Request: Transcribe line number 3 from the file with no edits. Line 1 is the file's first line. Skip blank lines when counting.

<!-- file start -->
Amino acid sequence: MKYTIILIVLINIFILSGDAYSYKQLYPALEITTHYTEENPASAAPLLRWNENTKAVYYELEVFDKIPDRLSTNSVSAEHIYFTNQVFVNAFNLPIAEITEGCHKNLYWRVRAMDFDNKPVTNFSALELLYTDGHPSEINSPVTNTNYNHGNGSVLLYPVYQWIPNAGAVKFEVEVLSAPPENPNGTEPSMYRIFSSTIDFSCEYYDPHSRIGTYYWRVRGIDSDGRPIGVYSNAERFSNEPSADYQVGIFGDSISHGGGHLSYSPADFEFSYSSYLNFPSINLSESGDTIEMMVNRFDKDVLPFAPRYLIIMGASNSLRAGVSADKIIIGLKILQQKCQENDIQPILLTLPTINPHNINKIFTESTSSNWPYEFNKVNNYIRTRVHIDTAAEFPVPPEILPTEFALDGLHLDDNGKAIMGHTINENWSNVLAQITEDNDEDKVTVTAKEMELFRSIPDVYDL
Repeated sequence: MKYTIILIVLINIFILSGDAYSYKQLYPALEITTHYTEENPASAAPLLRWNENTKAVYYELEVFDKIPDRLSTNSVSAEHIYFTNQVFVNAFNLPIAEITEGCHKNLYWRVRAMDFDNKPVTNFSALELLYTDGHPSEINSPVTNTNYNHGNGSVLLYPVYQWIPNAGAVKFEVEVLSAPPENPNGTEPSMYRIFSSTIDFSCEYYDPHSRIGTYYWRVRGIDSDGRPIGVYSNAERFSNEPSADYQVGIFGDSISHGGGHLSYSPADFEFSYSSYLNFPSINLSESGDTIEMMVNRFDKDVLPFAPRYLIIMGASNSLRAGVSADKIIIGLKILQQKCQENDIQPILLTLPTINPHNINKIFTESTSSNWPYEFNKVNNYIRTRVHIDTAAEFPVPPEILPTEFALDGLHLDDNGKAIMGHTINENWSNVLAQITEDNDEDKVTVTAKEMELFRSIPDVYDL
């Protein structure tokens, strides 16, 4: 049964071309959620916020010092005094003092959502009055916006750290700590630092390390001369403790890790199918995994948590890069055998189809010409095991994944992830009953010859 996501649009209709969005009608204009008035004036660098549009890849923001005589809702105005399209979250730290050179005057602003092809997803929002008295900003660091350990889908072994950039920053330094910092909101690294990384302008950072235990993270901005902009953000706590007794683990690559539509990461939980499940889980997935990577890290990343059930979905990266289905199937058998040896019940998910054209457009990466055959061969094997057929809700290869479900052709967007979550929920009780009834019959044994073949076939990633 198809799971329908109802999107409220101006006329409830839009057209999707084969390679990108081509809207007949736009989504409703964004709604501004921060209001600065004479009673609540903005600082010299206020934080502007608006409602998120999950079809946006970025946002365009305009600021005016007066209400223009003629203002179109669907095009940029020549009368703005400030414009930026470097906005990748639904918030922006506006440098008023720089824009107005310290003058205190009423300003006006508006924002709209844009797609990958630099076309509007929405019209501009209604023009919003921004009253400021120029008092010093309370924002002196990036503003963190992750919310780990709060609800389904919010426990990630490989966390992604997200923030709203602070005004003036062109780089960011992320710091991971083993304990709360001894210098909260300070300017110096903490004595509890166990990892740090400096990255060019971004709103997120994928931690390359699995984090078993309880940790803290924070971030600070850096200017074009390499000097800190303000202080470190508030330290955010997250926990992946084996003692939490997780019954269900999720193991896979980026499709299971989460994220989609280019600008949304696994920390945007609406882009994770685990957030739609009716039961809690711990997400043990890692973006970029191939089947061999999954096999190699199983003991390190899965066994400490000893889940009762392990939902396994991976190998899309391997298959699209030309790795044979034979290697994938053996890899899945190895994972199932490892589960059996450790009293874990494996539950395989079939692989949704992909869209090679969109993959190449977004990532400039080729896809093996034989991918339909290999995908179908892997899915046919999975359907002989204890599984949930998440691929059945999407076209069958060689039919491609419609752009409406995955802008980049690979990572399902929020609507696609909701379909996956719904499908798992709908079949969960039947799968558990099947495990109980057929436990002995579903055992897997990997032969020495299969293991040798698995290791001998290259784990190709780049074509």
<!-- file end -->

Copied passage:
């Protein structure tokens, strides 16, 4: 049964071309959620916020010092005094003092959502009055916006750290700590630092390390001369403790890790199918995994948590890069055998189809010409095991994944992830009953010859 996501649009209709969005009608204009008035004036660098549009890849923001005589809702105005399209979250730290050179005057602003092809997803929002008295900003660091350990889908072994950039920053330094910092909101690294990384302008950072235990993270901005902009953000706590007794683990690559539509990461939980499940889980997935990577890290990343059930979905990266289905199937058998040896019940998910054209457009990466055959061969094997057929809700290869479900052709967007979550929920009780009834019959044994073949076939990633 198809799971329908109802999107409220101006006329409830839009057209999707084969390679990108081509809207007949736009989504409703964004709604501004921060209001600065004479009673609540903005600082010299206020934080502007608006409602998120999950079809946006970025946002365009305009600021005016007066209400223009003629203002179109669907095009940029020549009368703005400030414009930026470097906005990748639904918030922006506006440098008023720089824009107005310290003058205190009423300003006006508006924002709209844009797609990958630099076309509007929405019209501009209604023009919003921004009253400021120029008092010093309370924002002196990036503003963190992750919310780990709060609800389904919010426990990630490989966390992604997200923030709203602070005004003036062109780089960011992320710091991971083993304990709360001894210098909260300070300017110096903490004595509890166990990892740090400096990255060019971004709103997120994928931690390359699995984090078993309880940790803290924070971030600070850096200017074009390499000097800190303000202080470190508030330290955010997250926990992946084996003692939490997780019954269900999720193991896979980026499709299971989460994220989609280019600008949304696994920390945007609406882009994770685990957030739609009716039961809690711990997400043990890692973006970029191939089947061999999954096999190699199983003991390190899965066994400490000893889940009762392990939902396994991976190998899309391997298959699209030309790795044979034979290697994938053996890899899945190895994972199932490892589960059996450790009293874990494996539950395989079939692989949704992909869209090679969109993959190449977004990532400039080729896809093996034989991918339909290999995908179908892997899915046919999975359907002989204890599984949930998440691929059945999407076209069958060689039919491609419609752009409406995955802008980049690979990572399902929020609507696609909701379909996956719904499908798992709908079949969960039947799968558990099947495990109980057929436990002995579903055992897997990997032969020495299969293991040798698995290791001998290259784990190709780049074509």